Course 209: Why Does a Stock's Price Rise or Fall?
Case Study in Rising Prices: Wal-Mart
In this course
1 Introduction
2 Case Study in Rising Prices: Wal-Mart
3 Falling Prices: The Internet and the Oil Industry
4 Looking at the Long Term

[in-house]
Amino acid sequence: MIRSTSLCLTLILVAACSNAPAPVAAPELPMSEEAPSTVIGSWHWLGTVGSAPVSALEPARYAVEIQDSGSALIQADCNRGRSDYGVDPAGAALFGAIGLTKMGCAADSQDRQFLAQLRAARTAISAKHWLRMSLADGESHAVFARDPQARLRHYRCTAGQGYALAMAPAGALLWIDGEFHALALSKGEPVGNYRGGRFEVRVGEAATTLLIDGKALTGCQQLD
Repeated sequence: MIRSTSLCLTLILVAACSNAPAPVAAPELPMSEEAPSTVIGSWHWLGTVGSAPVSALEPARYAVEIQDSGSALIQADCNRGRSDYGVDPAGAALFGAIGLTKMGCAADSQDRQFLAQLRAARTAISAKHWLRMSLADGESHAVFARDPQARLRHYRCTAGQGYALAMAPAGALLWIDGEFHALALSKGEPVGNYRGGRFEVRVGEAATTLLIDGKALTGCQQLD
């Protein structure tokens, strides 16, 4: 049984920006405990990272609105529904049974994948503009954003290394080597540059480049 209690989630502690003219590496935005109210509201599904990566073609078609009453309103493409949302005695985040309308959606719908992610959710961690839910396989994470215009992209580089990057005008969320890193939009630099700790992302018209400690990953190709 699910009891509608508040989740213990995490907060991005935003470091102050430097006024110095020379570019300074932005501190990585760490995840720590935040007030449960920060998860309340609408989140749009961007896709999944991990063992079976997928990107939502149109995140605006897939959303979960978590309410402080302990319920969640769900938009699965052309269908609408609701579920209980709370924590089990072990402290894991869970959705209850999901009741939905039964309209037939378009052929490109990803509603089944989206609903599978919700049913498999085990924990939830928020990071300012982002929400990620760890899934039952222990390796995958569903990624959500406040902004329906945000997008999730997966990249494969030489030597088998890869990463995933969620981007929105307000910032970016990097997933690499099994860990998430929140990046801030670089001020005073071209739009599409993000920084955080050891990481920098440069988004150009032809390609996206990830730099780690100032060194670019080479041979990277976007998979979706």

A stock's price is determined by its fundamentals (how the company has actually performed) combined with its valuation (how much the market is willing to pay for that performance and the promise of future growth). Similarly, when a stock's price goes up, that rise comes from either (1) growth in the underlying business or (2) an increase in the stock's valuation, as the market becomes more optimistic about the company's future. As an illustration of these two drivers of stock performance, consider the history of Wal-Mart WMT. In the 1970s and 1980s, Wal-Mart was the quintessential growth stock. It was profitable, with returns on equity consistently above 20%. Year after year, its revenue and earnings grew by more than 25%, often by more than 30%, as it opened new stores all over the country. As a result of this consistent growth, the annualized return of Wal-Mart's stock from 1970 to 1990 was about 35%. That's an impressive figure, but most of this return came from solid growth in revenue and earnings; Wal-Mart's valuations increased only modestly during this time. In the early 1990s, this growth began to slow as the retailing giant started running out of places to expand in the United States. The number of new Wal-Mart stores barely inched up in 1994, after routinely increasing by 10% annually, and the following year the company's revenue growth dropped to less than 20% for the first time ever. Suddenly, it began to look as though Wal-Mart had saturated the market, and its days as a growth juggernaut seemed to be over. The company's earnings continued to grow, albeit at a more modest rate of 10% to 15% annually, but its valuation eroded at about the same rate as the market lost confidence in Wal-Mart's future. As a result, its formerly robust stock stayed flat and actually lost a little ground between late 1991 and late 1996. From 1997 through 1999, Wal-Mart worked hard to turn itself around, improving profitability and trying to spur growth by expanding into new markets, particularly overseas. The market took notice of Wal-Mart's rejuvenation, propelling its stock to an 80% annualized return during those years. But this return, unlike those from the company's previous glory days, was fueled mostly by valuation. Wal-Mart's earnings grew 75% over that time, but its price/earnings ratio more than tripled, growing from 20 to 70. (Annualized, about 20% of that return came from earnings growth and 60% from valuation growth.) That valuation increase means that at the beginning of 2000, the market valued Wal-Mart's stock more on expectations of future growth than it had a few years earlier, no doubt enticed by the prospect of Wal-Mart becoming as ubiquitous in the rest of the world as it is in the U.S.

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